Let me begin by stating what should be the bleeding obvious: YOU CANNOT WIN WITHOUT MY VOTE.
Who am I to make such a presumptuous statement? Well I'm a motor mechanic, I'm married, I have two mortgages, and I've just voted in my seventh federal election. I wear a blue collar and get greasy and sweaty for a living, and occasionally despise my job. I'm a member of a union (for the moment) and a service club, as well as being a part-time uni student. I have been both tenant and landlord, sometimes simultaneously. I've either worked as an employee, independent contractor or run my own business in four different electorates in three states during the last decade. Oh, and I occasionally write a column in On Line Opinion on the politics of the workforce under the pseudonym Ern O'Malley. Demographically I should be an unquestioning Labor supporter. So why have I voted for the Coalition at the last 4 elections?
Mark, it is because the union hacks, policy wonks, shiny-bums, bleeding hearts and pointy-heads that run your party have simply failed to comprehend the changing nature of the Australian workforce that Labor purports to represent. You are still assuming a dichotomous Australia, divided between the haves and the have-nots, the privileged and the under-privileged, the white and the blue collar. Guess what, mate? The country no longer works that way. Neil Brown in The Australian (October 12, 2004) is at least one member of the “commentariat” who understands the fault lines have changed.
So you won 38 per cent of the vote this time, one of the lowest ever primary votes for Labor. No doubt that the majority of these people are rusted-on Labor voters, who wouldn't change their vote. They are the welfare recipients, the taxi-drivers, the award workers and the true believers.
But what of the skilled workforce? The modern tradesperson is smart, savvy, opinionated and influential. “Tradies” may wear blue collars and have dirt under their nails, but many of us have university-graduate incomes and middle-class lifestyles. We are climbing our own individual ladders of opportunity, through education, small business opportunities, and negative gearing. And there are a couple of million of us out there.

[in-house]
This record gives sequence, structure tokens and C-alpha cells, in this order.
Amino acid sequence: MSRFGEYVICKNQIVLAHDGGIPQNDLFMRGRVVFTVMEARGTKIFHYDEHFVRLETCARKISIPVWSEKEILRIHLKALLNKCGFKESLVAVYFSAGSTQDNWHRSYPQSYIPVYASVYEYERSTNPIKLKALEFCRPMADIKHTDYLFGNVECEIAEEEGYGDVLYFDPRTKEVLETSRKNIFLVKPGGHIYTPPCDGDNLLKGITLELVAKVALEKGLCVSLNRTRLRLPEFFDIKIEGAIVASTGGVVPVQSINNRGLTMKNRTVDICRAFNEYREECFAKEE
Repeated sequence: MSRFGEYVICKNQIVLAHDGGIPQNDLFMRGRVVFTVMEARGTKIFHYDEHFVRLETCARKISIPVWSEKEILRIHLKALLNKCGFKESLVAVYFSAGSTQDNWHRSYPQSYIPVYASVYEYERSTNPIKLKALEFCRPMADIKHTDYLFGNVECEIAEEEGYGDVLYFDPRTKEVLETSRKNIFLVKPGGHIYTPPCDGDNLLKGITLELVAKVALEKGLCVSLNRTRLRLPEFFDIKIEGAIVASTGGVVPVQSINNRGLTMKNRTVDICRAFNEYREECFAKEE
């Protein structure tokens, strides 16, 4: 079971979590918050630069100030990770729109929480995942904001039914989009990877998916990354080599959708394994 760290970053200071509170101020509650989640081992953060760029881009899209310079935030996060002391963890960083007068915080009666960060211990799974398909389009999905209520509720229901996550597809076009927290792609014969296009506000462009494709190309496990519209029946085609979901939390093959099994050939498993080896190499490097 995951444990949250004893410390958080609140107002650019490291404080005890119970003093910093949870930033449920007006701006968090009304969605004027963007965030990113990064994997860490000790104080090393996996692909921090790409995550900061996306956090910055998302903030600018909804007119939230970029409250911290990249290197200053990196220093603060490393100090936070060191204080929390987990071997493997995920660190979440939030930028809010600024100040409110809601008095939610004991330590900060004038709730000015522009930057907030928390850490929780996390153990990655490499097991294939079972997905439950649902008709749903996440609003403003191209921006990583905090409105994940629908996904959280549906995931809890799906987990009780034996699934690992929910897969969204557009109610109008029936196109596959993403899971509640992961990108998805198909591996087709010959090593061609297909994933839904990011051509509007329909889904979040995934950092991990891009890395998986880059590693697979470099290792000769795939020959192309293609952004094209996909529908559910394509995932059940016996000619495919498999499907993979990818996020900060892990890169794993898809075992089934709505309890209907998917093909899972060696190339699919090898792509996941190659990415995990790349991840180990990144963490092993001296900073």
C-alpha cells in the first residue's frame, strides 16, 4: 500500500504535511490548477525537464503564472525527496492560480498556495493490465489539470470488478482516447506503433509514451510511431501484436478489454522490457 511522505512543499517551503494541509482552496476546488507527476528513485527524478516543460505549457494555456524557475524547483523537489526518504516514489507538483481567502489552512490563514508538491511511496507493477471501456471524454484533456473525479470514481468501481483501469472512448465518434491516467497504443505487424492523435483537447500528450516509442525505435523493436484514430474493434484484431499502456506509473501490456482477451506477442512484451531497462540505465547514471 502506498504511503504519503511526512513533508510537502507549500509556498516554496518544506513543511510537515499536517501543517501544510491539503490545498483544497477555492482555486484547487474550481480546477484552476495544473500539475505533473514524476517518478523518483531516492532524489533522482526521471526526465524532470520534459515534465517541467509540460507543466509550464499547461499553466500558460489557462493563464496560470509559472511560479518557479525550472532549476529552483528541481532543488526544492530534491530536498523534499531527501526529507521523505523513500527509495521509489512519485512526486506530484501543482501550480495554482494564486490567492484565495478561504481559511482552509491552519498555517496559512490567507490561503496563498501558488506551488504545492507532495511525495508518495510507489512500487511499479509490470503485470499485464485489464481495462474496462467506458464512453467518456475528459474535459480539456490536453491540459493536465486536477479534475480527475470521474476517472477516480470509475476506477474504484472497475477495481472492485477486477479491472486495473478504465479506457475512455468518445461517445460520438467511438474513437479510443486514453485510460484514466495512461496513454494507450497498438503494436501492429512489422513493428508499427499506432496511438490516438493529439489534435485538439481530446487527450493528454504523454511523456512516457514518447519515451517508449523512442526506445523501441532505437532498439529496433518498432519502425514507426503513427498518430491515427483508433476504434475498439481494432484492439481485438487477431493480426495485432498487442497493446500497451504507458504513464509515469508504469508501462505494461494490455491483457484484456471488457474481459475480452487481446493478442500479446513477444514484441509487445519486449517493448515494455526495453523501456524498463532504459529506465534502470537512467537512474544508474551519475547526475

Mark, be crystal clear on this: LABOR CANNOT WIN WITHOUT OUR VOTES!
I know hundreds of skilled workers, and the overwhelming majority have voted for the Coalition since 1996, despite traditionally being Labor voters. We were "Howard's Battlers" who struggled under the 13 years of "Hard Labor" and finally tired of Keating's arrogance. Since then, we have worked hard to climb the economic ladder of opportunity offered by the reforms of both the previous Labor and current Liberal governments. We are now a distinct class of our own, and have much in common with both sides of the previous dichotomy. And we are the votes you must win back to win government.
The danger for Labor is that after four elections, the skilled workforce is now voting Liberal by default. What this means is that with no discernable policy difference between the parties, our vote will go to the Coalition. Labor must give us a reason to change our vote in order to win it, or be forever doomed to Opposition.
We were all hanging on waiting for that reason, Mark, and it never came. That is why the opinion polls showed such a large “undecided” vote so late in the campaign. We wanted to hear about your "ladder of opportunity" that featured prominently several months ago. We wanted to hear about tax reform. We have grown tired of Howard and wanted a reason to change, but you failed to provide it. There were three distinct moments when you drove a stake through the heart of your victory: school funding, Medicare Gold and the forests policy.
Regardless of the current inequities in the system, your school-funding announcement was dangerously exclusionist and smacked of religious favouritism. Our kids may not go to private schools, but it is our aspiration that they do.
We saw Medicare Gold as an uncontrollable expansion of the welfare culture that would ultimately come from our pockets and as being an exclusive policy creating further class division.